Ash Wednesday marks the beginning of the Season in Lent. It is a time when we pause, keep silent, and contemplate the certainty of our own mortality, but also the certainty of the Resurrection to come. You might ask, really? This year, of all years, do we need to be reminded of our mortality, 12 months into a pandemic that has claimed more than 400,000 lives in our country, including friends, colleagues, and family? And my answer is, yes, now more than ever – it is a chance to remember that in that horrifying number are 400,000 individual lives, life stories and losses.
Lent is also the season when we choose to fast in some way, from particular foods, activities, or habits. You might again ask, really? Over this last year we have all given up more than we ever imagined possible. What more can we give up? And I would say that for me, fasting during Lent serves as a way of making room for something else, perhaps a place to hear God’s voice a little more clearly. What are the insights and discoveries from this past year of deprivation, that we otherwise would not have recognized? To say it another way, how has God continued to be present for us through this difficult year?
Our Ash Wednesday service will launch our new Lenten worship series: “Holy Vessels: A Lenten Season of Recovery.” Each of us is created a precious and holy vessel of embodied love. We have been through a challenging year since last Lent that has shattered our sense of wholeness – body, mind, and spirit – like a glass vessel fractured into pieces. In this Lenten “season of recovery” for our physical, communal, mental, intellectual, and environmental health, we will explore the healing narratives of Jesus that tell of divine solidarity with human suffering and remind us that we can begin a journey toward creating something beautiful from that which is seemingly broken.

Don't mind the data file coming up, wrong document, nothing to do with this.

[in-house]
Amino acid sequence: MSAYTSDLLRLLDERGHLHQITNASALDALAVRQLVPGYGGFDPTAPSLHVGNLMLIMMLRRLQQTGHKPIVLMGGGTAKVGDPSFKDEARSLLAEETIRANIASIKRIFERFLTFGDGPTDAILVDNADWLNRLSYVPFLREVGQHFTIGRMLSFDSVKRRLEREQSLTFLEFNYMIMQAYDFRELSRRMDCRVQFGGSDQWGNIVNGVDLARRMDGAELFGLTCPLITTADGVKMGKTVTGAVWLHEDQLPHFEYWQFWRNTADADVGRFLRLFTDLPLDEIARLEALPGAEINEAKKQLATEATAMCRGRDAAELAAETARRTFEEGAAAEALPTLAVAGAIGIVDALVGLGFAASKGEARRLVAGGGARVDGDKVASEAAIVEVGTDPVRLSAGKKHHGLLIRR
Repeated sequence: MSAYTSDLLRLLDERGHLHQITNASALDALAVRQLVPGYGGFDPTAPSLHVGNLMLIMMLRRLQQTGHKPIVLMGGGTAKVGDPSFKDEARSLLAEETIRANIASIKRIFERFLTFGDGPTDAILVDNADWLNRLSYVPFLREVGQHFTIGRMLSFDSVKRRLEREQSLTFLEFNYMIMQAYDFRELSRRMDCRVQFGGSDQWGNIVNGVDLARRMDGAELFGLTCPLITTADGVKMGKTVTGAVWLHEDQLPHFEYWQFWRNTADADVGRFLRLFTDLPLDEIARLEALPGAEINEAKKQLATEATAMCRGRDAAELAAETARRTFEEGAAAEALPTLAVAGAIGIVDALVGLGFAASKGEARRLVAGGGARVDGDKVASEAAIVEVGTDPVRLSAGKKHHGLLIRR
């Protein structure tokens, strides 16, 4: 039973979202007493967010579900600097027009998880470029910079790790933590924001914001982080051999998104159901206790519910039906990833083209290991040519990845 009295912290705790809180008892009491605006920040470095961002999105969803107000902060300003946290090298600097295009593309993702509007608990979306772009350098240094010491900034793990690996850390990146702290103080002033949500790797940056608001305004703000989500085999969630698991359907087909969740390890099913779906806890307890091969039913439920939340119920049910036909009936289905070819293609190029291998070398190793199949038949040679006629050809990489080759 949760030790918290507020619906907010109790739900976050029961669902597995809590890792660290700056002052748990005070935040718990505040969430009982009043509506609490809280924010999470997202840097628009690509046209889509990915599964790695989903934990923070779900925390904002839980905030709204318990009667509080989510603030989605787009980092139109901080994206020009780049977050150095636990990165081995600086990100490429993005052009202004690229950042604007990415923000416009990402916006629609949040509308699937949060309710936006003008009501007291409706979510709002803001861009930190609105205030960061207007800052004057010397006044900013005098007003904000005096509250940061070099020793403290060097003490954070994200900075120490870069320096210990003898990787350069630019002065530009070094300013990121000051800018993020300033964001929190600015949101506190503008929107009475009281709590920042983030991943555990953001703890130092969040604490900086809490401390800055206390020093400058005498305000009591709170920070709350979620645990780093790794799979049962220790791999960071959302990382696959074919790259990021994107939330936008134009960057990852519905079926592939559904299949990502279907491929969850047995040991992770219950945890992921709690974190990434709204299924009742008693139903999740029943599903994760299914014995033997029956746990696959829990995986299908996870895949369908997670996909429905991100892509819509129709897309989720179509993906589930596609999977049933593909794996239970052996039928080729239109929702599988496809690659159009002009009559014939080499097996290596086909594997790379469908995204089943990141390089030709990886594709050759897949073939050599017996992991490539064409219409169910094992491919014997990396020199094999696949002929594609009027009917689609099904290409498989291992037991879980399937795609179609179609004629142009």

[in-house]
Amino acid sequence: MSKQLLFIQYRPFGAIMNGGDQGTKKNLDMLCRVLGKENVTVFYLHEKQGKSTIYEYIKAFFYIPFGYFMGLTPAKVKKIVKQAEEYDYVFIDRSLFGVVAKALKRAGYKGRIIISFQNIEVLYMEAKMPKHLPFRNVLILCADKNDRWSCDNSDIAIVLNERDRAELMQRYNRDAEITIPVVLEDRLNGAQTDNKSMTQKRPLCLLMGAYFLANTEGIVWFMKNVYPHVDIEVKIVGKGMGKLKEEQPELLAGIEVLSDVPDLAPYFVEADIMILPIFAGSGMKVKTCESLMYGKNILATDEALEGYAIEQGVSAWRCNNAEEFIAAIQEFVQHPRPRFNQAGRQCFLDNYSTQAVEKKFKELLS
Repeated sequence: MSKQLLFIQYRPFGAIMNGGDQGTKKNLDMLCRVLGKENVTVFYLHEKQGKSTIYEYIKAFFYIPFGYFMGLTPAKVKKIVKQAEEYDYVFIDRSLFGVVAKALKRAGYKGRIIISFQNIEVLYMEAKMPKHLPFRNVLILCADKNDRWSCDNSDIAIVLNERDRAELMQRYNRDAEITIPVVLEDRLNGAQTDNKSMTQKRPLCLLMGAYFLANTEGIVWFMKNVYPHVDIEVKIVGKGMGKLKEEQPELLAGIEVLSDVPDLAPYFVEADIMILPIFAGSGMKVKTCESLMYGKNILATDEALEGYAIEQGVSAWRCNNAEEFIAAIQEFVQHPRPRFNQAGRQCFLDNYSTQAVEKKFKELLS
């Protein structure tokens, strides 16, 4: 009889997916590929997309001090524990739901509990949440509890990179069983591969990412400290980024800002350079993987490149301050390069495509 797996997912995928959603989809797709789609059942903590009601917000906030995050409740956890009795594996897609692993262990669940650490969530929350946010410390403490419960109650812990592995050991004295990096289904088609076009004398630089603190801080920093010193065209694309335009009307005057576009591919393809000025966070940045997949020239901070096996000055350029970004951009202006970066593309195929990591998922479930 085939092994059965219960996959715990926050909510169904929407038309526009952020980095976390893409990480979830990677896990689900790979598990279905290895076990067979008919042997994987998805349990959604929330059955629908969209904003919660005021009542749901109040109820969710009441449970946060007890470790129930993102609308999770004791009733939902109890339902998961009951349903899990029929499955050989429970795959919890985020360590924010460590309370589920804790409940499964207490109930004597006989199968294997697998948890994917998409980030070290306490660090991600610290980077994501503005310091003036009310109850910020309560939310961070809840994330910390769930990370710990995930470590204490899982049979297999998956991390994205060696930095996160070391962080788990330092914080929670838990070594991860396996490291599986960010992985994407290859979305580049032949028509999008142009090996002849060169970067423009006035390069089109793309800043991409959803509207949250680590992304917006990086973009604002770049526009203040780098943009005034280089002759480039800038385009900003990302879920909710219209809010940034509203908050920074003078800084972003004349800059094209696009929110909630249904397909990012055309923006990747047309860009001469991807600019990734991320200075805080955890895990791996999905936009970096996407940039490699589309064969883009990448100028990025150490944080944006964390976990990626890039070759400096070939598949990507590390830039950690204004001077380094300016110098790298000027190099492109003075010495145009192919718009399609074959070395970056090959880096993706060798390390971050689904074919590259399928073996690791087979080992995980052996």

The theme for our Ash Wednesday service will be “Shattered.” Instead of ashes, in preparation for the Ritual Action in this service, please have with you a candle, a bowl with some sand or soil in it, and a bit of water.
Please join us for this year’s special Ash Wednesday service via Trinity’s Facebook page or watch later via Trinity’s YouTube page.
“Memento, homo, quia pulvis es, et in pulverem reverteris.”
George Van Hare, for the Worship Committee